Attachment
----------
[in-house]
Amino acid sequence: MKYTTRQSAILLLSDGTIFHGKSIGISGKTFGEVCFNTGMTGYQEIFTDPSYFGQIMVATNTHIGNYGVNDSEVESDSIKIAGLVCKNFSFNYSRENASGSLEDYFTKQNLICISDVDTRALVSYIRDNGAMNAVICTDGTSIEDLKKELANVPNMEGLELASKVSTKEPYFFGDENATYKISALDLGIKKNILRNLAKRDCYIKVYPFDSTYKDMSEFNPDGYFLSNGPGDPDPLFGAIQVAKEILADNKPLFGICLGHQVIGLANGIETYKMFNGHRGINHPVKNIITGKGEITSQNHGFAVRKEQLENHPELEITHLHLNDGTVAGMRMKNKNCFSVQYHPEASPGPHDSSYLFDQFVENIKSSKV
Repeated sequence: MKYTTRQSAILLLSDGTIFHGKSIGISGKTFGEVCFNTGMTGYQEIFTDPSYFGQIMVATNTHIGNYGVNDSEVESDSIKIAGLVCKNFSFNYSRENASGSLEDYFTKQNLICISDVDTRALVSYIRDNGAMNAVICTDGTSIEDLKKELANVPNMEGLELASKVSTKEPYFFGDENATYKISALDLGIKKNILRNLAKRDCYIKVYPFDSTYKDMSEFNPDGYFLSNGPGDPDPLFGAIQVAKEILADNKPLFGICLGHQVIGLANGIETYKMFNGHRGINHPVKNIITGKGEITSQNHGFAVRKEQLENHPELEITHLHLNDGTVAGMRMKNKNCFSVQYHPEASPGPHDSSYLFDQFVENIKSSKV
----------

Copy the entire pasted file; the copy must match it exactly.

[in-house]
Amino acid sequence: MKYTTRQSAILLLSDGTIFHGKSIGISGKTFGEVCFNTGMTGYQEIFTDPSYFGQIMVATNTHIGNYGVNDSEVESDSIKIAGLVCKNFSFNYSRENASGSLEDYFTKQNLICISDVDTRALVSYIRDNGAMNAVICTDGTSIEDLKKELANVPNMEGLELASKVSTKEPYFFGDENATYKISALDLGIKKNILRNLAKRDCYIKVYPFDSTYKDMSEFNPDGYFLSNGPGDPDPLFGAIQVAKEILADNKPLFGICLGHQVIGLANGIETYKMFNGHRGINHPVKNIITGKGEITSQNHGFAVRKEQLENHPELEITHLHLNDGTVAGMRMKNKNCFSVQYHPEASPGPHDSSYLFDQFVENIKSSKV
Repeated sequence: MKYTTRQSAILLLSDGTIFHGKSIGISGKTFGEVCFNTGMTGYQEIFTDPSYFGQIMVATNTHIGNYGVNDSEVESDSIKIAGLVCKNFSFNYSRENASGSLEDYFTKQNLICISDVDTRALVSYIRDNGAMNAVICTDGTSIEDLKKELANVPNMEGLELASKVSTKEPYFFGDENATYKISALDLGIKKNILRNLAKRDCYIKVYPFDSTYKDMSEFNPDGYFLSNGPGDPDPLFGAIQVAKEILADNKPLFGICLGHQVIGLANGIETYKMFNGHRGINHPVKNIITGKGEITSQNHGFAVRKEQLENHPELEITHLHLNDGTVAGMRMKNKNCFSVQYHPEASPGPHDSSYLFDQFVENIKSSKV